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A Researcher Disguised Himself as a Car Seat to Teach Driverless Cars How to Communicate With Humans


An apparently driverless car, driven by a researcher disguised as a car seat.

Researchers are working to make sure autonomous vehicles can emit some kind of replacement for the subtle cues that drivers and pedestrians rely on to stay safe.

Credit: Guardian Wires/YouTube

Researchers at Virginia Polytechnic Institute and State University (Virginia Tech) are teaching autonomous vehicles to communicate with humans.

The trials involve scientists costumed as car seats to give the appearance that no one is driving the vehicles while experiments are conducted.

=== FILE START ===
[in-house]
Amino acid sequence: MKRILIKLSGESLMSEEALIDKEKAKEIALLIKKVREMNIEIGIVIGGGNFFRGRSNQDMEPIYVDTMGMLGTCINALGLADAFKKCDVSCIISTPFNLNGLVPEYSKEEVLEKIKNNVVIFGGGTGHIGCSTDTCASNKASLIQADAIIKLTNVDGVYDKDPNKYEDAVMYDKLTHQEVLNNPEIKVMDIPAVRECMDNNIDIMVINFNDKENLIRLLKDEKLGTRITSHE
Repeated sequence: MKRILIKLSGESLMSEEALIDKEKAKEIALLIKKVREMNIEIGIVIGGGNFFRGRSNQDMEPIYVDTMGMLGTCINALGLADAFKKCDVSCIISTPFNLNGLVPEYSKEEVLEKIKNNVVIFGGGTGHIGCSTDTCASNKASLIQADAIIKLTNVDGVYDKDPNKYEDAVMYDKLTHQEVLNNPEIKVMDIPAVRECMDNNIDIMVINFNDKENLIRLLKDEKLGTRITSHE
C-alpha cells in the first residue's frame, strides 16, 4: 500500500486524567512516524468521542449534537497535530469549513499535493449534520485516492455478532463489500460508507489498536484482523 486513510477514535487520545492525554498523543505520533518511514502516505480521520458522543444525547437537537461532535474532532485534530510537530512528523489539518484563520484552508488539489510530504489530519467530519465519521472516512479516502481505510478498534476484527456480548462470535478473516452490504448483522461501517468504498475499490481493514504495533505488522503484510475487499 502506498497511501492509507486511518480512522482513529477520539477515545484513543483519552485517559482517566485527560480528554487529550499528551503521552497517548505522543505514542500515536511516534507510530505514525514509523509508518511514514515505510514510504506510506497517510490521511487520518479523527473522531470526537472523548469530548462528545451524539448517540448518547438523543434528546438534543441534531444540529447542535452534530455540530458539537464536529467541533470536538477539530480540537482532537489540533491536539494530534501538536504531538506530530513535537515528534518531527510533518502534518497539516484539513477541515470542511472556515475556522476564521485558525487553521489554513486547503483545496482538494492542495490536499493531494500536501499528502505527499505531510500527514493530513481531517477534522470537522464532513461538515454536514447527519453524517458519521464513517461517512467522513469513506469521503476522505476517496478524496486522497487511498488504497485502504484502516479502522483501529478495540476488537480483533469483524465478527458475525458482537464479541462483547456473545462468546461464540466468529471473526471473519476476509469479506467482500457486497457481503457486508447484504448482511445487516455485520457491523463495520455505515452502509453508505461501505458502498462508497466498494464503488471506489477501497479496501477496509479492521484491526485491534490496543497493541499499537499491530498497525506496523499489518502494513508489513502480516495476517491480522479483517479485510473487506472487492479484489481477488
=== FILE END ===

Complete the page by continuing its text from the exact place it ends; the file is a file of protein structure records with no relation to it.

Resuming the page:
The researchers note the disguise renders drivers less visible while enabling them to safely monitor and respond to surroundings.

The researchers say the study "is investigating the potential need for additional exterior signals on automated vehicles. This research is relevant for ensuring pedestrians, cyclists, and other drivers are accommodated."

Scientists from Virginia Tech, Ford Motor Company, the University of Leeds in the U.K., and the National Institute of Advanced Industrial Science and Technology in Japan raised related issues at a July symposium. Such issues include how cars should communicate with others on the road while they are in motion, stopped, or transitioning, as well as whether standardizing such communication is sensible.

From The Washington Post
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